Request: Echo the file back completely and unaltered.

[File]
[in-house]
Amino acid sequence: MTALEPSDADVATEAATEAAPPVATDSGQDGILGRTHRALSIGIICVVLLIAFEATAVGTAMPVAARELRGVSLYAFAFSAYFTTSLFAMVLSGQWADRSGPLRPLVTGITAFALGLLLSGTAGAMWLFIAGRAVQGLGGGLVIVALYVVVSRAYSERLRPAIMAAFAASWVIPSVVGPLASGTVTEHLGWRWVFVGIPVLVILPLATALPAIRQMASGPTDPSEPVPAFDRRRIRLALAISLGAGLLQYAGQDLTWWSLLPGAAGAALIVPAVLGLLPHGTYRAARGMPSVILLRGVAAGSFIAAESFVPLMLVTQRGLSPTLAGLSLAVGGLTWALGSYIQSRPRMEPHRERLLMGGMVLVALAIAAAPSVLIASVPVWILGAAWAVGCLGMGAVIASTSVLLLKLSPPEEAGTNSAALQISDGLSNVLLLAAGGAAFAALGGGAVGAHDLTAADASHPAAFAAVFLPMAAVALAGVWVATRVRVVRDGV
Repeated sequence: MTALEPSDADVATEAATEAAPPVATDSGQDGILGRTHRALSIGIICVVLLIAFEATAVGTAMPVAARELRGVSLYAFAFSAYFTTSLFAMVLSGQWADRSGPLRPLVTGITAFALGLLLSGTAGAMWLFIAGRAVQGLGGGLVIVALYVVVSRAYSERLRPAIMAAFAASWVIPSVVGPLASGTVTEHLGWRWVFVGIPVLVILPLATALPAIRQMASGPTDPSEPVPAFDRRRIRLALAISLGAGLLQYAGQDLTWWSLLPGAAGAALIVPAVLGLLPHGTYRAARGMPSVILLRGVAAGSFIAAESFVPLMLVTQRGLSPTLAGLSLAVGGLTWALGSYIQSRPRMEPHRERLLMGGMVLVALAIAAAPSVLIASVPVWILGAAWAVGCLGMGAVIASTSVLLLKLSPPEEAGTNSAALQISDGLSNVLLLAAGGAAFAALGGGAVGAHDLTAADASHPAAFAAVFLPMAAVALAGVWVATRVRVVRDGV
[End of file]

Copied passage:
[in-house]
Amino acid sequence: MTALEPSDADVATEAATEAAPPVATDSGQDGILGRTHRALSIGIICVVLLIAFEATAVGTAMPVAARELRGVSLYAFAFSAYFTTSLFAMVLSGQWADRSGPLRPLVTGITAFALGLLLSGTAGAMWLFIAGRAVQGLGGGLVIVALYVVVSRAYSERLRPAIMAAFAASWVIPSVVGPLASGTVTEHLGWRWVFVGIPVLVILPLATALPAIRQMASGPTDPSEPVPAFDRRRIRLALAISLGAGLLQYAGQDLTWWSLLPGAAGAALIVPAVLGLLPHGTYRAARGMPSVILLRGVAAGSFIAAESFVPLMLVTQRGLSPTLAGLSLAVGGLTWALGSYIQSRPRMEPHRERLLMGGMVLVALAIAAAPSVLIASVPVWILGAAWAVGCLGMGAVIASTSVLLLKLSPPEEAGTNSAALQISDGLSNVLLLAAGGAAFAALGGGAVGAHDLTAADASHPAAFAAVFLPMAAVALAGVWVATRVRVVRDGV
Repeated sequence: MTALEPSDADVATEAATEAAPPVATDSGQDGILGRTHRALSIGIICVVLLIAFEATAVGTAMPVAARELRGVSLYAFAFSAYFTTSLFAMVLSGQWADRSGPLRPLVTGITAFALGLLLSGTAGAMWLFIAGRAVQGLGGGLVIVALYVVVSRAYSERLRPAIMAAFAASWVIPSVVGPLASGTVTEHLGWRWVFVGIPVLVILPLATALPAIRQMASGPTDPSEPVPAFDRRRIRLALAISLGAGLLQYAGQDLTWWSLLPGAAGAALIVPAVLGLLPHGTYRAARGMPSVILLRGVAAGSFIAAESFVPLMLVTQRGLSPTLAGLSLAVGGLTWALGSYIQSRPRMEPHRERLLMGGMVLVALAIAAAPSVLIASVPVWILGAAWAVGCLGMGAVIASTSVLLLKLSPPEEAGTNSAALQISDGLSNVLLLAAGGAAFAALGGGAVGAHDLTAADASHPAAFAAVFLPMAAVALAGVWVATRVRVVRDGV